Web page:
Talk about giving with one hand and taking with the other! There, in Parliament House, with members of the Stolen Generations looking on and thousands more bearing witness via video link on the adjacent lawns. One man, representing the nation, validating the painful experiences of Aboriginal Australians and by so doing, reminding us of what we as Australians have the potential to be. The other – his literal shadow – excusing, justifying, insisting on his version of the truth and in so doing, painfully reminding us why progress on race relations in this country have been stalled for so long.
The trick of oppression is to dehumanise the victim. When a dehumanised group is made “other,” using, abusing or even killing its members doesn’t seem so wrong. The Nazis described Jews as rats and, when discussing the numbers on trains heading for Auschwitz, as rags. Even today, Blacks still suffer the occasional insult – commonplace in years gone by – of being likened to animals.
Dehumanisation, argues Pumla Gobodo-Madikizela, a former member of South Africa’s Truth and Reconciliation Commission, is one of the main causes of the trauma suffered by the oppressed.
She illustrates this claim with the story of a black South African man whose wife was killed by the Pan Africanist Congress while they sat side-by-side in church. “My wife was wearing a long blue coat,” the man sobbed when finally coming face to face with the killers during South Africa’s truth and reconciliation process. “Please tell me, do you remember shooting my wife?”
The reality, of course, was that in a church of one thousand people, there was little chance that the killers remembered any one of their victims. But for this man, for all victims, it was precisely the invisibility and interchangeability of their loved one in the eyes of the perpetrator that hurt so much. Forgiving, and the healing that can come after, requires the wrong-doers – or those representing them – to allow their victim a face.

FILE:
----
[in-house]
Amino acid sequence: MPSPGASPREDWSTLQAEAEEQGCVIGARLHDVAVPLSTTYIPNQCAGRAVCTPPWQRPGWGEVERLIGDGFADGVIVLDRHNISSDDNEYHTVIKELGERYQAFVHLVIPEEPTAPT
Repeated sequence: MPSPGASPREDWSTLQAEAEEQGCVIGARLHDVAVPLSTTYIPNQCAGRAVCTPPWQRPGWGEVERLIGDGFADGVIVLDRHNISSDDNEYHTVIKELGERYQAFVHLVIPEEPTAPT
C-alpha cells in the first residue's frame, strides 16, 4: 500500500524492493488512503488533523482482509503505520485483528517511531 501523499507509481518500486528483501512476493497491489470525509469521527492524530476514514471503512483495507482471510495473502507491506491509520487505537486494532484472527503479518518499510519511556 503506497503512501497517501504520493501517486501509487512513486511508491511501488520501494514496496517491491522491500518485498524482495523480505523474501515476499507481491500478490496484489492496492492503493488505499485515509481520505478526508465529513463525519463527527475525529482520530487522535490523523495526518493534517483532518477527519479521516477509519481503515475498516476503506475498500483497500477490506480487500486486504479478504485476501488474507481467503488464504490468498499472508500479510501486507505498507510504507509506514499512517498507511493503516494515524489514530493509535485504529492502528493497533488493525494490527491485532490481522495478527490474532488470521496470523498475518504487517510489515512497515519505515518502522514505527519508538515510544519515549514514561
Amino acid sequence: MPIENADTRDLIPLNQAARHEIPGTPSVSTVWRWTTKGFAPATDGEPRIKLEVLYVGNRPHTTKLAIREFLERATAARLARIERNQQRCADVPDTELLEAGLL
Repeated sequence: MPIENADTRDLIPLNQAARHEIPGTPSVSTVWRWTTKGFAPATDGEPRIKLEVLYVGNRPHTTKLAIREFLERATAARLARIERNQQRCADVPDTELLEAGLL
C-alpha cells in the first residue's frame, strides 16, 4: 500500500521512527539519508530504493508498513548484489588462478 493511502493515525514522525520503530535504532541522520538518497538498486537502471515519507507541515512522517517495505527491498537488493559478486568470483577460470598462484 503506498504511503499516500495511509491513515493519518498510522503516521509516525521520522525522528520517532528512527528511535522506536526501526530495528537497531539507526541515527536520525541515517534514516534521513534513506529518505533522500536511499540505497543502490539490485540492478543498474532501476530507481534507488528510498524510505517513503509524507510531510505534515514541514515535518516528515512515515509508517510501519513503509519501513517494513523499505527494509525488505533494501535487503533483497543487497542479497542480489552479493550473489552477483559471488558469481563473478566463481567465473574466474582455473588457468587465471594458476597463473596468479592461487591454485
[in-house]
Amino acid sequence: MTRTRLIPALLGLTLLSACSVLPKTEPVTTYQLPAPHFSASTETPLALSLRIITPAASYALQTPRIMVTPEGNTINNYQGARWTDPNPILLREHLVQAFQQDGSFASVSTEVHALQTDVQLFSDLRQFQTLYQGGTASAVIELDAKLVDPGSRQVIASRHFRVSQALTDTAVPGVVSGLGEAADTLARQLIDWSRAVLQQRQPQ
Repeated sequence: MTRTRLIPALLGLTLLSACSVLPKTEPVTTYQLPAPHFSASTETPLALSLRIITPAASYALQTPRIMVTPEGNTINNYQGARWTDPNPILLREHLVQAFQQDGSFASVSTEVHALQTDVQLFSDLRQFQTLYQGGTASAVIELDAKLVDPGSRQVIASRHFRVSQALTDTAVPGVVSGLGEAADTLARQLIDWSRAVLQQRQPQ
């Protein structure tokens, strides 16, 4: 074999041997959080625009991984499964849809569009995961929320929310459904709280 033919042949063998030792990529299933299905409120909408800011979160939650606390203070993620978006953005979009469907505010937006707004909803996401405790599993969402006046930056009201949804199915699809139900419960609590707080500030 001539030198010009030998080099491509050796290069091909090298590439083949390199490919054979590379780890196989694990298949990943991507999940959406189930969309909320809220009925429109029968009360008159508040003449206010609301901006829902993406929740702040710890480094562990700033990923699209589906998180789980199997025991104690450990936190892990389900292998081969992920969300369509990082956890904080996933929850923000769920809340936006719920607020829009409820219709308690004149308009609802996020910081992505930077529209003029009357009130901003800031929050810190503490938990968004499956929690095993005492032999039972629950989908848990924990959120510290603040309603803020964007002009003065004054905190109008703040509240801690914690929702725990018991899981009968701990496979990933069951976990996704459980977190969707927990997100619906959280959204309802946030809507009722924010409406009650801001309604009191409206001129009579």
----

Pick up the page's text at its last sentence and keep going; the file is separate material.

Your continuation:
How is this done? Firstly, victims must be allowed to tell their stories. This allows the trauma to be integrated into the victim’s life narrative and prevents her blaming herself or imagining she made the whole thing up. But listening is not enough. The victim must truly be heard and trusted. I hear you, I believe you, I acknowledge your pain, I am so sorry what was done by me, or in my name. Each of these steps, taken when wrong-doers or those who represent them listen to their victims and reply only with “I’m sorry” give victims back their humanity, replacing trauma and the cross-generational trail of substance abuse and social disfunction that flows in its wake with the forgiveness that is the first step to healing.
It was this that the Prime Minister stood on Wednesday on the floor of the House to offer Aboriginal Australians: recognition of their full humanity. And it was this humanity that his shadow – representing an opposition that still finds it too much skin off their nose to simply shut up and listen and still insists that their conceptualisation of the causes of other people’s pain merits centre stage – challenged once more.
It is to the credit of Indigenous Australians that they refused to let the Opposition’s emotional tighfistedness and smallness of spirit diminish or distract from their day. But morally speaking, what Nelson said and did, was a shame.
A sorry, sorry shame.
Moral Maze: Shameful Apology Proves Sorry Shame Sun-Herald (Sydney)